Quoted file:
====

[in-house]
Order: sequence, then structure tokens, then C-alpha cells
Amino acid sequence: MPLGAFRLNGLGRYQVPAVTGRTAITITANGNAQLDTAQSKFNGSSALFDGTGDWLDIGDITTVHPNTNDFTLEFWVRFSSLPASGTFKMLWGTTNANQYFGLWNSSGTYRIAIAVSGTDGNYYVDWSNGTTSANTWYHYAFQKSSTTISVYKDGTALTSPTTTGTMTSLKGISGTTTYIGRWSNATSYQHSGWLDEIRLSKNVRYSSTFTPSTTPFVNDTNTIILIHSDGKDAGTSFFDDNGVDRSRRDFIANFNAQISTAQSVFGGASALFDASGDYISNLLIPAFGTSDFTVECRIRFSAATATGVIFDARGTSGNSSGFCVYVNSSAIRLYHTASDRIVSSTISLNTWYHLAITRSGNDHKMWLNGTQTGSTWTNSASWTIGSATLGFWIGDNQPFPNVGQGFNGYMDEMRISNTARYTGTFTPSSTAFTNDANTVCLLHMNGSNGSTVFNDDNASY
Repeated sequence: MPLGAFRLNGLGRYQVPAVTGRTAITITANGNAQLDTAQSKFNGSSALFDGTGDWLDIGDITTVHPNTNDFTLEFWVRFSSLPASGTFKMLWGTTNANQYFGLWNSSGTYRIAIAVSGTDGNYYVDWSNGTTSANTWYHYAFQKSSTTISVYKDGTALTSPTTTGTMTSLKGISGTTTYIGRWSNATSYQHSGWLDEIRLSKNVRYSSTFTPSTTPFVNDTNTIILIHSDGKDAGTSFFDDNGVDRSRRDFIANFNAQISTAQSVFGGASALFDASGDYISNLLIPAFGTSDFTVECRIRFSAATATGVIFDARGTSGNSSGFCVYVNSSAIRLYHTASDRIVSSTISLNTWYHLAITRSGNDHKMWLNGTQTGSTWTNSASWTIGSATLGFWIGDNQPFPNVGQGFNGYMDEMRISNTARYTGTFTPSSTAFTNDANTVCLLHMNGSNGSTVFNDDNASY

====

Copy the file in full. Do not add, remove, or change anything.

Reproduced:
[in-house]
Order: sequence, then structure tokens, then C-alpha cells
Amino acid sequence: MPLGAFRLNGLGRYQVPAVTGRTAITITANGNAQLDTAQSKFNGSSALFDGTGDWLDIGDITTVHPNTNDFTLEFWVRFSSLPASGTFKMLWGTTNANQYFGLWNSSGTYRIAIAVSGTDGNYYVDWSNGTTSANTWYHYAFQKSSTTISVYKDGTALTSPTTTGTMTSLKGISGTTTYIGRWSNATSYQHSGWLDEIRLSKNVRYSSTFTPSTTPFVNDTNTIILIHSDGKDAGTSFFDDNGVDRSRRDFIANFNAQISTAQSVFGGASALFDASGDYISNLLIPAFGTSDFTVECRIRFSAATATGVIFDARGTSGNSSGFCVYVNSSAIRLYHTASDRIVSSTISLNTWYHLAITRSGNDHKMWLNGTQTGSTWTNSASWTIGSATLGFWIGDNQPFPNVGQGFNGYMDEMRISNTARYTGTFTPSSTAFTNDANTVCLLHMNGSNGSTVFNDDNASY
Repeated sequence: MPLGAFRLNGLGRYQVPAVTGRTAITITANGNAQLDTAQSKFNGSSALFDGTGDWLDIGDITTVHPNTNDFTLEFWVRFSSLPASGTFKMLWGTTNANQYFGLWNSSGTYRIAIAVSGTDGNYYVDWSNGTTSANTWYHYAFQKSSTTISVYKDGTALTSPTTTGTMTSLKGISGTTTYIGRWSNATSYQHSGWLDEIRLSKNVRYSSTFTPSTTPFVNDTNTIILIHSDGKDAGTSFFDDNGVDRSRRDFIANFNAQISTAQSVFGGASALFDASGDYISNLLIPAFGTSDFTVECRIRFSAATATGVIFDARGTSGNSSGFCVYVNSSAIRLYHTASDRIVSSTISLNTWYHLAITRSGNDHKMWLNGTQTGSTWTNSASWTIGSATLGFWIGDNQPFPNVGQGFNGYMDEMRISNTARYTGTFTPSSTAFTNDANTVCLLHMNGSNGSTVFNDDNASY